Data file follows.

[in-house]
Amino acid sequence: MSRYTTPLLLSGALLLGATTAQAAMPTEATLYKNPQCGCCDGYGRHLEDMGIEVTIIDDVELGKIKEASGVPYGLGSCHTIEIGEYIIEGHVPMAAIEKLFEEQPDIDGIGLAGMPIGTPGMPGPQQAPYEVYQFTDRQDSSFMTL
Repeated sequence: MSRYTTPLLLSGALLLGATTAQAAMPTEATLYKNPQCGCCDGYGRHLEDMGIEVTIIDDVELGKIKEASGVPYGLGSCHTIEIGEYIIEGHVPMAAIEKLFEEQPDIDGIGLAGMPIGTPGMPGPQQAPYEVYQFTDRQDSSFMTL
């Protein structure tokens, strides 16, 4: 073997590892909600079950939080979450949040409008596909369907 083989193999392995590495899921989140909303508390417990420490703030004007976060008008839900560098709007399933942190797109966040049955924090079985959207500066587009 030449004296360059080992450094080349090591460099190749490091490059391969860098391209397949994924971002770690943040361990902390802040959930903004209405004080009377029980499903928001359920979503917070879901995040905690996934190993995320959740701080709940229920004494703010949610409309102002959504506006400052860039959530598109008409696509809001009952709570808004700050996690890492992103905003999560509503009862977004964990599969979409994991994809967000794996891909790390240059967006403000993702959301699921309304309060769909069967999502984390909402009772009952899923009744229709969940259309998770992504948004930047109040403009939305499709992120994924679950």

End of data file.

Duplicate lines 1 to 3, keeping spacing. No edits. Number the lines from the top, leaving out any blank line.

[in-house]
Amino acid sequence: MSRYTTPLLLSGALLLGATTAQAAMPTEATLYKNPQCGCCDGYGRHLEDMGIEVTIIDDVELGKIKEASGVPYGLGSCHTIEIGEYIIEGHVPMAAIEKLFEEQPDIDGIGLAGMPIGTPGMPGPQQAPYEVYQFTDRQDSSFMTL
Repeated sequence: MSRYTTPLLLSGALLLGATTAQAAMPTEATLYKNPQCGCCDGYGRHLEDMGIEVTIIDDVELGKIKEASGVPYGLGSCHTIEIGEYIIEGHVPMAAIEKLFEEQPDIDGIGLAGMPIGTPGMPGPQQAPYEVYQFTDRQDSSFMTL